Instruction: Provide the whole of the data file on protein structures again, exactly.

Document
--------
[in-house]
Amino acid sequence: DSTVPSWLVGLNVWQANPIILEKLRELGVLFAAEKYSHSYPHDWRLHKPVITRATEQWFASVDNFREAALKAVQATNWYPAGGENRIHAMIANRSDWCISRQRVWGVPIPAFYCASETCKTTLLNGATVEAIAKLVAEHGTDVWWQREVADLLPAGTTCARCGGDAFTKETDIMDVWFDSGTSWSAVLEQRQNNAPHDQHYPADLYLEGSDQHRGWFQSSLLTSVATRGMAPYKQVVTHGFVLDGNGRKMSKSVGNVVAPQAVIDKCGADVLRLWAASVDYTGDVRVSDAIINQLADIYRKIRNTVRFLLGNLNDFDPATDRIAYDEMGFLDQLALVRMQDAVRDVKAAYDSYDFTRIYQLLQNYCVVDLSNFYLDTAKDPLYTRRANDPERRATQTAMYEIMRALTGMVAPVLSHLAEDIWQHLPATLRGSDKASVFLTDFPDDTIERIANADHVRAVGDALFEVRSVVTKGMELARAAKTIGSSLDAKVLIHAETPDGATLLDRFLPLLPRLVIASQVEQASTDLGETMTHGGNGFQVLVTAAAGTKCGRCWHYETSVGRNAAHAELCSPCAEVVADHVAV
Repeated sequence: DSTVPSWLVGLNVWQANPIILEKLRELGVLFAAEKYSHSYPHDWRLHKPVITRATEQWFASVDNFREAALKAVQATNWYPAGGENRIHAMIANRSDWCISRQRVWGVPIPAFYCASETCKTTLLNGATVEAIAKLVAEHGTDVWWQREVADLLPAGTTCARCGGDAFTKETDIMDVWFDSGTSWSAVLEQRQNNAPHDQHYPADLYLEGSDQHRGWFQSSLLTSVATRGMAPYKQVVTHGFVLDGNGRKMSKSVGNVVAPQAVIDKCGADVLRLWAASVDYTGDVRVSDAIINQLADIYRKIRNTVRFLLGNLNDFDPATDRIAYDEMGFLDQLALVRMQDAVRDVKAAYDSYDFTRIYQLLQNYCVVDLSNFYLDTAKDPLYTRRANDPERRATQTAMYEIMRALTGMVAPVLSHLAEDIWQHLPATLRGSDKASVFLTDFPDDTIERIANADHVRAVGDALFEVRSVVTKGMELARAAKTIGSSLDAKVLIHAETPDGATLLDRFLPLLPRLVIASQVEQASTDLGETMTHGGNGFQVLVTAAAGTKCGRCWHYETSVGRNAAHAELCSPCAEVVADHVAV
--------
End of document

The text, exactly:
[in-house]
Amino acid sequence: DSTVPSWLVGLNVWQANPIILEKLRELGVLFAAEKYSHSYPHDWRLHKPVITRATEQWFASVDNFREAALKAVQATNWYPAGGENRIHAMIANRSDWCISRQRVWGVPIPAFYCASETCKTTLLNGATVEAIAKLVAEHGTDVWWQREVADLLPAGTTCARCGGDAFTKETDIMDVWFDSGTSWSAVLEQRQNNAPHDQHYPADLYLEGSDQHRGWFQSSLLTSVATRGMAPYKQVVTHGFVLDGNGRKMSKSVGNVVAPQAVIDKCGADVLRLWAASVDYTGDVRVSDAIINQLADIYRKIRNTVRFLLGNLNDFDPATDRIAYDEMGFLDQLALVRMQDAVRDVKAAYDSYDFTRIYQLLQNYCVVDLSNFYLDTAKDPLYTRRANDPERRATQTAMYEIMRALTGMVAPVLSHLAEDIWQHLPATLRGSDKASVFLTDFPDDTIERIANADHVRAVGDALFEVRSVVTKGMELARAAKTIGSSLDAKVLIHAETPDGATLLDRFLPLLPRLVIASQVEQASTDLGETMTHGGNGFQVLVTAAAGTKCGRCWHYETSVGRNAAHAELCSPCAEVVADHVAV
Repeated sequence: DSTVPSWLVGLNVWQANPIILEKLRELGVLFAAEKYSHSYPHDWRLHKPVITRATEQWFASVDNFREAALKAVQATNWYPAGGENRIHAMIANRSDWCISRQRVWGVPIPAFYCASETCKTTLLNGATVEAIAKLVAEHGTDVWWQREVADLLPAGTTCARCGGDAFTKETDIMDVWFDSGTSWSAVLEQRQNNAPHDQHYPADLYLEGSDQHRGWFQSSLLTSVATRGMAPYKQVVTHGFVLDGNGRKMSKSVGNVVAPQAVIDKCGADVLRLWAASVDYTGDVRVSDAIINQLADIYRKIRNTVRFLLGNLNDFDPATDRIAYDEMGFLDQLALVRMQDAVRDVKAAYDSYDFTRIYQLLQNYCVVDLSNFYLDTAKDPLYTRRANDPERRATQTAMYEIMRALTGMVAPVLSHLAEDIWQHLPATLRGSDKASVFLTDFPDDTIERIANADHVRAVGDALFEVRSVVTKGMELARAAKTIGSSLDAKVLIHAETPDGATLLDRFLPLLPRLVIASQVEQASTDLGETMTHGGNGFQVLVTAAAGTKCGRCWHYETSVGRNAAHAELCSPCAEVVADHVAV